Blue Sky Peace of Mind
“Honest, officer, she stepped into the punch…” I suppose that is what I could have said, had they asked. Had a police officer even been present to ask. But nobody was there to help.
Explaining how I killed my first wife is something I’ve been putting off. Not really procrastinating. It is more a matter of finding the right words to explain. You see, it really wasn’t my fault.
Yes, I know you’ve heard guys say that before. It was her own fault. She walked into my fist, that two-by-four, the door, or in this case rather it was a fence post. Honestly! It is true. Somehow though that never sounds convincing as I try and explain.
So what really happened that day…
Well, as I said, she stepped into the punch. Or rather the punch of the post. You see, we were putting in fence posts. I was up on the tractor using the articulated backhoe arm to set the posts and tap in the soil. My wife was checking the plumb of the posts, how vertically straight they were set. Everything had been going smoothly, up until then.
I saw it all happen just before it all went bad but there was nothing I could do. The backhoe boom was swinging slowly and caught on a rock. Just at that moment she stepped forward with the spirit level in her hand, reaching for the post to check it for plumb.
I tried to shout out in time for her to stay back but it all happened so fast after that. The backhoe bucket broke free of the rock and in an instant slammed into the bottom of the post. The post acted like a six inch thick, six foot long baseball bat. My wife literally stepped into the punch as a small, but powerful tap at the base of the post caused the top too move very fast, catching her up under her hard hat along her right temple. She dropped like a sack of potatoes. Time stopped.
It took me forever to get off the backhoe. It must have been 20 minutes or more to get my leaden legs moving, to untangle from the controls. At least that was how it felt. In reality it was probably only about three or four seconds.
By the time I got to her there was blood all over her face. So much so that I couldn’t tell how much damage had been done to her head and eye. Head wounds are so messy. I estimated that she must have lost a couple of quarts already. Well, at least a few tablespoons. Everything was buzzing.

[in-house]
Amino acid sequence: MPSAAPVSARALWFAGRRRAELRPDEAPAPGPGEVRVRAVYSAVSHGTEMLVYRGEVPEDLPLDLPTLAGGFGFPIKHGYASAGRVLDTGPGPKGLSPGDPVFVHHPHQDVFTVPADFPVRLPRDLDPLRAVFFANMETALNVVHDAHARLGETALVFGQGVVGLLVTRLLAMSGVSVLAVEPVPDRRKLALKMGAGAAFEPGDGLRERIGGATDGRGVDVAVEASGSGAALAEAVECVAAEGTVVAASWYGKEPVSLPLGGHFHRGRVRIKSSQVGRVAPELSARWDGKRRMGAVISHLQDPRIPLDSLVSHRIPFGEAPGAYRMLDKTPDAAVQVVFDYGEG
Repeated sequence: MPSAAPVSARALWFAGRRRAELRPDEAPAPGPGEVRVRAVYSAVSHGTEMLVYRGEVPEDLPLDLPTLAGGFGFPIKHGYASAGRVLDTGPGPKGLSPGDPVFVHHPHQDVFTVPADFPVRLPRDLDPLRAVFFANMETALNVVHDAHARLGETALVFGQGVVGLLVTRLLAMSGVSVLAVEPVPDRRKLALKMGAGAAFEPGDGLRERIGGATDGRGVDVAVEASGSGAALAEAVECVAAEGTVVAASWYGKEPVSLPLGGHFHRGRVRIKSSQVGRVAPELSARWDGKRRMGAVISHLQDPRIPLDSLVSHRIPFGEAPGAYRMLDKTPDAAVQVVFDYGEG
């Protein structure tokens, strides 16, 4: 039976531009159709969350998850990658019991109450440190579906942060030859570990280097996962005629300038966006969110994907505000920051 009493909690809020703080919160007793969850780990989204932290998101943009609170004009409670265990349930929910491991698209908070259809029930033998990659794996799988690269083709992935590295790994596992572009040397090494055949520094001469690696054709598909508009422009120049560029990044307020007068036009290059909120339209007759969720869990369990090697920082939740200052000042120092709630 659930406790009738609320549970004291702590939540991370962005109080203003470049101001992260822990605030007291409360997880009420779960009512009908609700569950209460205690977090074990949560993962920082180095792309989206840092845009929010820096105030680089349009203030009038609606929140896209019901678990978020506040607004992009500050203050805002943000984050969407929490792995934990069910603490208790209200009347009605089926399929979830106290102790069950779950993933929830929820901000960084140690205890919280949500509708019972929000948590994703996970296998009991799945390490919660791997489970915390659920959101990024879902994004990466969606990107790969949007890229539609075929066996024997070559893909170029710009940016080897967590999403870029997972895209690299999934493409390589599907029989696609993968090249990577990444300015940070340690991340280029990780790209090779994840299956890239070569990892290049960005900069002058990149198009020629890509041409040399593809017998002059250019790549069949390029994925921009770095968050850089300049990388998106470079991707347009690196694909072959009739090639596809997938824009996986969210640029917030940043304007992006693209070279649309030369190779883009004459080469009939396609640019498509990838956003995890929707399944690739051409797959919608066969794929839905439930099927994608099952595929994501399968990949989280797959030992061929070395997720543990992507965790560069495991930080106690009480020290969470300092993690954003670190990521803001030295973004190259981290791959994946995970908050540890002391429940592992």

I cradled her head between my knees making sure not to move her neck, checking to see how badly her skull was crushed. I peeled back her eye lids to check her pupils. Nothing. She was completely unresponsive. Breath. I needed to breath. I needed her to breath. It was raining salt water down onto her face.
After nearly an eternity, maybe half a minute or more, her eyes fluttered opened of their own and she looked up past me and said, “The sky is so blue. Why am I lying on the ground?”
We later figured out that she had lost about 23 seconds of memory prior to stepping into the fence post. From her perspective she had been standing about ten feet back watching me work. Then suddenly she was looking up at the beautiful blue sky and a few white clouds. There was no in between. No tunnel. No white light. No visit with long lost family. Just nothing.
Holly survived. No concussion even. I cleaned her up and taped her head back together, pulling the edges of the skin aligned with the stick strips of bandaids. Then she rested. We finished the fence another day.
She has a nice scar now to remeind us of why when someone is working on the backhoe we have a firm rule that you stay out of reach of the boom.
That was the first time I killed my wife. I wish I could say that was the last time.
Outdoors: 35°F/29°F Cloudy, Misty
Tiny Cottage: 66°F/62°F
Daily Spark: When ever you can get a chance to smile in life, take it.